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Psalm 19  Print

Words Acceptable to God

Rav Avraham Isaac Kook, first Chief Rabbi of Israel

Psalm 19: Words Acceptable to God

"May the words of my mouth and the thoughts of my heart be acceptable before You, God - my Rock and Redeemer." [Ps 19]

This verse is added to the end of the Amida, the central prayer said three times a day. Yet the Talmud was in doubt - does this verse belong before the Amida, or after it? Should it be said beforehand, and thus refer to the words of prayer about to be said? Or should it be said afterwards, referring to the prayers previously recited?

This verse - "May the words of my mouth ... be acceptable" - is itself a plea. What are we asking for?

The meaning of this small prayer depends on the discussion above. If recited at the start of the Amida, then it refers the prayers about to be said. It expresses the desire that the following prayers will engage the heart and uplift the mind. We hope that we will succeed in directing our prayers with proper concentration ("kavana"). It is a prayer for a powerful, elevating Amida.

On the other hand, if the verse belongs at the end of the Amida, then it really refers to the lingering after-effects of the prayer session. R. Yehuda HaLevy (in his book "The Kuzari") wrote that each prayer serves to uplift the soul and refine one's actions. But with the passage of time, we become inevitably involved in mundane matters, and the light from the previous prayer gradually dims. Until the hour of the next prayer arrives, and we once again renew the light of the soul.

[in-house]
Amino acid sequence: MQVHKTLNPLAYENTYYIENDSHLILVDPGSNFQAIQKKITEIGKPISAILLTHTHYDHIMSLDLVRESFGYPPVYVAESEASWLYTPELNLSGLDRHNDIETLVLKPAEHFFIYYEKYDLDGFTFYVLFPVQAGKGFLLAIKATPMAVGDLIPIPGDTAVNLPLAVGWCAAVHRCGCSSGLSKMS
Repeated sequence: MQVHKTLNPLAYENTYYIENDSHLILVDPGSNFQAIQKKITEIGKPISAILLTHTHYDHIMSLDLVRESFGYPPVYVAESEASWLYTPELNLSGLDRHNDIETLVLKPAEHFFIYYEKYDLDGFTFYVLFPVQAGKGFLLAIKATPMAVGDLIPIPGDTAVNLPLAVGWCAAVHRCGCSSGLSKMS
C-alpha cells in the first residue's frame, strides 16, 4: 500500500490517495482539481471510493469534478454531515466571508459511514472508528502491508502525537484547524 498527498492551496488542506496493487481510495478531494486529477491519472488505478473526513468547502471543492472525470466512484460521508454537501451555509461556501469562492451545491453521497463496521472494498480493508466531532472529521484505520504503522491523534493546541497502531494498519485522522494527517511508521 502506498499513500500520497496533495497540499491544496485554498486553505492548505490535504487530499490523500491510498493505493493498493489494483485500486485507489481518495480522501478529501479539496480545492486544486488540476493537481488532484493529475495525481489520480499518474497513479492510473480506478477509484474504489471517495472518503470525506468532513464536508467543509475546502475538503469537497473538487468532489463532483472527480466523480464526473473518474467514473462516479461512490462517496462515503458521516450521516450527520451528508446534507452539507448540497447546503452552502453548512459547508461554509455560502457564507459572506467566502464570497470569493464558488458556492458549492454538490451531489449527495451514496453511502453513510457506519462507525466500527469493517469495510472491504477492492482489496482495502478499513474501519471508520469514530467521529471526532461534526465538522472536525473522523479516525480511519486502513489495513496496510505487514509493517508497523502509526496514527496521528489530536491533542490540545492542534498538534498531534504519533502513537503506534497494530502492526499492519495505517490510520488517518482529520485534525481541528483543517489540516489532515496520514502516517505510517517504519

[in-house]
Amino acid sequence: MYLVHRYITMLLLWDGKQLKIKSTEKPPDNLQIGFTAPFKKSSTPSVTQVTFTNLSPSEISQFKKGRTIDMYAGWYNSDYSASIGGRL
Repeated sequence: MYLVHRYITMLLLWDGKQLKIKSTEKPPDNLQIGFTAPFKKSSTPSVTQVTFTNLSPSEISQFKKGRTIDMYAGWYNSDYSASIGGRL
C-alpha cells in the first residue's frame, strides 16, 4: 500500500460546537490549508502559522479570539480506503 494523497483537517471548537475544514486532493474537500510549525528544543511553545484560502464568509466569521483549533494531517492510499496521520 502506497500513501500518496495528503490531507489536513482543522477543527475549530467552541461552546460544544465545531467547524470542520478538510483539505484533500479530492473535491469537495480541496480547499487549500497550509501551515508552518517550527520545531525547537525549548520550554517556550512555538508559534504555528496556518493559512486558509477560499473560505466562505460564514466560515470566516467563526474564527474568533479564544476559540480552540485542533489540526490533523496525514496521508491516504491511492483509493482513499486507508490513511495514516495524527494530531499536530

When said after the Amida, this request of "May the words of my mouth ... be acceptable" reflects our desire that the Amida should properly enlighten the soul even after we have finished praying. The outpouring of the soul in prayer should serve as an effective means of sanctifying life on a practical level.

So how did the Sages resolve this question? They noted that King David placed this verse in the 19th psalm, after 18 chapters of prayer. So too, the proper place of this verse is at the end of Amida, after its 18 blessings ("Shmone Esray").

This is the primary benefit and the fundamental purpose of prayer. Even more important than feelings of elevation while praying, are the practical effects that prayer should have on our personality traits and actions. This we learn from David, sweet singer of Israel, who would raise up the level of his actions, to approximate the sublime feelings of enlightenment he experienced during the hour of prayer itself.

[Ayn Aya I:47]